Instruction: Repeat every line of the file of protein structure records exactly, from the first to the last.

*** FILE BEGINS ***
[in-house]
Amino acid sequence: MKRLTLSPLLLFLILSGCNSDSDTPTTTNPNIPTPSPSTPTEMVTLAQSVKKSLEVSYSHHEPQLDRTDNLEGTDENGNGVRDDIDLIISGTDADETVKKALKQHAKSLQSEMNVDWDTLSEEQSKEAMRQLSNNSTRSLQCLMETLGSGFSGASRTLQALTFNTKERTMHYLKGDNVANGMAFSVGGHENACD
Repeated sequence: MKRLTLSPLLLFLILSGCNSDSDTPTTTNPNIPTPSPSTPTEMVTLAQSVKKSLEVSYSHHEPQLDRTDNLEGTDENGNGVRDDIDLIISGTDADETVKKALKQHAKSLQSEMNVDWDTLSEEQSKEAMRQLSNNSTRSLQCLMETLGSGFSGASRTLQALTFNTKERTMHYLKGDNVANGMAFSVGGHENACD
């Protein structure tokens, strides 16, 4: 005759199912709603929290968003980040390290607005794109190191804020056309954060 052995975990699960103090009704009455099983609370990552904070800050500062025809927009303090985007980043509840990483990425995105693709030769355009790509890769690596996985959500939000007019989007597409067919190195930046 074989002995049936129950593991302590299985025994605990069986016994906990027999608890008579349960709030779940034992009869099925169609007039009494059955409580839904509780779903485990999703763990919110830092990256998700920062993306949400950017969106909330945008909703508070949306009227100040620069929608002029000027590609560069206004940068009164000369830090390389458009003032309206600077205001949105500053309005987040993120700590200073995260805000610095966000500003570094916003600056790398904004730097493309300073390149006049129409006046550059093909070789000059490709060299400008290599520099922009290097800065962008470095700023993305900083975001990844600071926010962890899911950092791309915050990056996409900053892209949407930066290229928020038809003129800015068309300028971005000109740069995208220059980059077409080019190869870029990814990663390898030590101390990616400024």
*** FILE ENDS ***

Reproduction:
[in-house]
Amino acid sequence: MKRLTLSPLLLFLILSGCNSDSDTPTTTNPNIPTPSPSTPTEMVTLAQSVKKSLEVSYSHHEPQLDRTDNLEGTDENGNGVRDDIDLIISGTDADETVKKALKQHAKSLQSEMNVDWDTLSEEQSKEAMRQLSNNSTRSLQCLMETLGSGFSGASRTLQALTFNTKERTMHYLKGDNVANGMAFSVGGHENACD
Repeated sequence: MKRLTLSPLLLFLILSGCNSDSDTPTTTNPNIPTPSPSTPTEMVTLAQSVKKSLEVSYSHHEPQLDRTDNLEGTDENGNGVRDDIDLIISGTDADETVKKALKQHAKSLQSEMNVDWDTLSEEQSKEAMRQLSNNSTRSLQCLMETLGSGFSGASRTLQALTFNTKERTMHYLKGDNVANGMAFSVGGHENACD
């Protein structure tokens, strides 16, 4: 005759199912709603929290968003980040390290607005794109190191804020056309954060 052995975990699960103090009704009455099983609370990552904070800050500062025809927009303090985007980043509840990483990425995105693709030769355009790509890769690596996985959500939000007019989007597409067919190195930046 074989002995049936129950593991302590299985025994605990069986016994906990027999608890008579349960709030779940034992009869099925169609007039009494059955409580839904509780779903485990999703763990919110830092990256998700920062993306949400950017969106909330945008909703508070949306009227100040620069929608002029000027590609560069206004940068009164000369830090390389458009003032309206600077205001949105500053309005987040993120700590200073995260805000610095966000500003570094916003600056790398904004730097493309300073390149006049129409006046550059093909070789000059490709060299400008290599520099922009290097800065962008470095700023993305900083975001990844600071926010962890899911950092791309915050990056996409900053892209949407930066290229928020038809003129800015068309300028971005000109740069995208220059980059077409080019190869870029990814990663390898030590101390990616400024």